It would enshrine the concept of treating all Internet traffic equally into law, but it also held out the carrot of allowing Internet providers to charge customers based on their use of broadband, known as usage-based pricing.
As telecom observers begin reading the tea leaves ahead of the Dec. 21 vote, big questions remain, such as will the proposal gain enough support from the commission to proceed?
As far as partisan support, the proposal faces battle cries from both sides.
FCC Commissioner Michael Copps, a Democrat whom The Hill characterizes as a “staunch net-neutrality supporter,” has recently called for an even-greater expansion of FCC regulation over broadband than what Genachowski has proposed.
But the FCC chairman’s proposal has one unlikely supporter: former FCC Chairman Republican Michael Powell, proving right the old adage about politics and strange bedfellows.
Powell, who said he fears excessive regulation could hurt the Internet’s booming economy, said the new proposal would largely maintain the status quo and quiet industry’s fears that the agency will crack down on service providers.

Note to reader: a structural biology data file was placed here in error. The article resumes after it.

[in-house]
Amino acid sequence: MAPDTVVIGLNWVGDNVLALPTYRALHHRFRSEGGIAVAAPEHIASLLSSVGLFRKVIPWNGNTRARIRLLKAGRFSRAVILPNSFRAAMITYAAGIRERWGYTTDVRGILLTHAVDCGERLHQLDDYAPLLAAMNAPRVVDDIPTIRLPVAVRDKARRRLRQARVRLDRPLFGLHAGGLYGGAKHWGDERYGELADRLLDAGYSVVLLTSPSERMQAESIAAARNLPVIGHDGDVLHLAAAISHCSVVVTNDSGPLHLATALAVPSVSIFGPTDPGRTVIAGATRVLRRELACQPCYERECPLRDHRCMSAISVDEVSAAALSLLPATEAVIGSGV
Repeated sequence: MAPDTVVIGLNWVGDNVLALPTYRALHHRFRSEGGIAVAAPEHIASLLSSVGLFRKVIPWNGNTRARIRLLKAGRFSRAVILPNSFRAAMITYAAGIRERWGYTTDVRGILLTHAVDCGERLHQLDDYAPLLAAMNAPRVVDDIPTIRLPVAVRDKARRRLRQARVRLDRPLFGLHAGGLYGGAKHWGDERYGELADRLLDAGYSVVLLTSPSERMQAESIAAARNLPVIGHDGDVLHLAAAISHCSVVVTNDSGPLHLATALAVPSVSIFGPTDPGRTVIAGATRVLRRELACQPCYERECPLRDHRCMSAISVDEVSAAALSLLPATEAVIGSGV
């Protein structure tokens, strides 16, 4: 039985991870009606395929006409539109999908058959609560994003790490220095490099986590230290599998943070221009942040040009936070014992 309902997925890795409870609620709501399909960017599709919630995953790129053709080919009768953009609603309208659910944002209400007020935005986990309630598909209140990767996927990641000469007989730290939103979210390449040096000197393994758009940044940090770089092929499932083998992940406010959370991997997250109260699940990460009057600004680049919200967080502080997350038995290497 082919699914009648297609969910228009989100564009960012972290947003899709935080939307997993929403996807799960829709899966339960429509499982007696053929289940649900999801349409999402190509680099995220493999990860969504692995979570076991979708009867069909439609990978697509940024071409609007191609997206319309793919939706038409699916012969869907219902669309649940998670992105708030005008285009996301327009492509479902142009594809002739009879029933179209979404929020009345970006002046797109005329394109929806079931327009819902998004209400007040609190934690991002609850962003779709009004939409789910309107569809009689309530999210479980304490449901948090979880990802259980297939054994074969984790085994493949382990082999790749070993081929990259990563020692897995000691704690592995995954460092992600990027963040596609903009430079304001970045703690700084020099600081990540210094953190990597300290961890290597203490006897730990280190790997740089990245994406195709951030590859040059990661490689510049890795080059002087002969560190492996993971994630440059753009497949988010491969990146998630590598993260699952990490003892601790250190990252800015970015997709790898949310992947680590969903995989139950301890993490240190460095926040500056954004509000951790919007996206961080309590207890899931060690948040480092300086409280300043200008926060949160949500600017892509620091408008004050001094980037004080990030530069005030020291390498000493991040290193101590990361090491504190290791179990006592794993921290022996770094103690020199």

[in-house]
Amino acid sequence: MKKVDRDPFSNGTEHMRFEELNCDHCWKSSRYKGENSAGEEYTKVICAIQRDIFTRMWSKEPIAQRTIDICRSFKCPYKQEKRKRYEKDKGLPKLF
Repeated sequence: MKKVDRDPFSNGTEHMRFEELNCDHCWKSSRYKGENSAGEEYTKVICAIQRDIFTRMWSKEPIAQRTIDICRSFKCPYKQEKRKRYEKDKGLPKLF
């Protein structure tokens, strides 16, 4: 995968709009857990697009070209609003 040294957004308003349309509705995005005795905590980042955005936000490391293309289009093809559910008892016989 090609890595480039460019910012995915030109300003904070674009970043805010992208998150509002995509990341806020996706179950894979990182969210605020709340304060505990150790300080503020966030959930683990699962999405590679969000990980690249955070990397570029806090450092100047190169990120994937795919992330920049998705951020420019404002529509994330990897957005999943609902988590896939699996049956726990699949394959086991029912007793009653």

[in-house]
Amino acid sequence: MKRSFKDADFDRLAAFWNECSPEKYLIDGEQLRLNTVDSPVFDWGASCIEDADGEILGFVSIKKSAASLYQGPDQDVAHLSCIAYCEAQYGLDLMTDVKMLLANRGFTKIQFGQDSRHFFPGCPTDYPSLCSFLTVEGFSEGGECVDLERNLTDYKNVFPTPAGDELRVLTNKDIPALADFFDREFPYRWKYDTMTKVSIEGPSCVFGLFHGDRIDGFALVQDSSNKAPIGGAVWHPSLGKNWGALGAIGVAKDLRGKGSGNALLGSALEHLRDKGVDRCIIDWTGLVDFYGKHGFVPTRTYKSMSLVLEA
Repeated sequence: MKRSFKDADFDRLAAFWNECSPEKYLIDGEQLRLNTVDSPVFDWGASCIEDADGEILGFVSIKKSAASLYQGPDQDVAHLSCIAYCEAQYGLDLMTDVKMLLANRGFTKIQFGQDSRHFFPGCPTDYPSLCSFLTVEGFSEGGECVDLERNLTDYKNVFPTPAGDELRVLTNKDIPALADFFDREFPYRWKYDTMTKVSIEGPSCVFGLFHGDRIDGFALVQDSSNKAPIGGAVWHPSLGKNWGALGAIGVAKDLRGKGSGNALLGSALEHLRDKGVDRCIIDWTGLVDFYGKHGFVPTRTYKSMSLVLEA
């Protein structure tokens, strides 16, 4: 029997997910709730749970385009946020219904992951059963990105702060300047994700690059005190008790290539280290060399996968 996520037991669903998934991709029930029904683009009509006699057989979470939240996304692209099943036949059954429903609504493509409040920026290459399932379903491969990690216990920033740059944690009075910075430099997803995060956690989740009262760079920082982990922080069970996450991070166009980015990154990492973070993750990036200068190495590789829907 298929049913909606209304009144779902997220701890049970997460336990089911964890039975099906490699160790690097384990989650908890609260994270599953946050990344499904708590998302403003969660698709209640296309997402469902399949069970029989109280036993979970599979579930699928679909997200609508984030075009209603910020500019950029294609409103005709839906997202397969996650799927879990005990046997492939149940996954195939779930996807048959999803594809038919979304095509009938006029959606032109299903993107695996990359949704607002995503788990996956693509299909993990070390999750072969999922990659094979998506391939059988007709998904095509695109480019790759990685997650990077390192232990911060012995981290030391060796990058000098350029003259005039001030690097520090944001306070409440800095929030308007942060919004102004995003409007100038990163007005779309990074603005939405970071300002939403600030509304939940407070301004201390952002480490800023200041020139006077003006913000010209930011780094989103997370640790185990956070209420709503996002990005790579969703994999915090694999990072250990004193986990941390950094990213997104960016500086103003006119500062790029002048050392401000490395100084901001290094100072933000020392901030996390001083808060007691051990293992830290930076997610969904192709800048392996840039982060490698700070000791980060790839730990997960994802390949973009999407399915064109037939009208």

But while Genachowski’s proposals have drawn the support of one Republican outside the agency, another Republican, actually on the commission, is not backing down.
Meredith Attwell Baker, one of two Republicans currently sitting on the commission, told Politico she was prepared to go public and even pen op-ed pieces against the proposal.
“I’m afraid we are endangering a really important agenda. . . by pushing forward with a partisan, big-government regulatory issue that has no immediate need for us to act,” she said.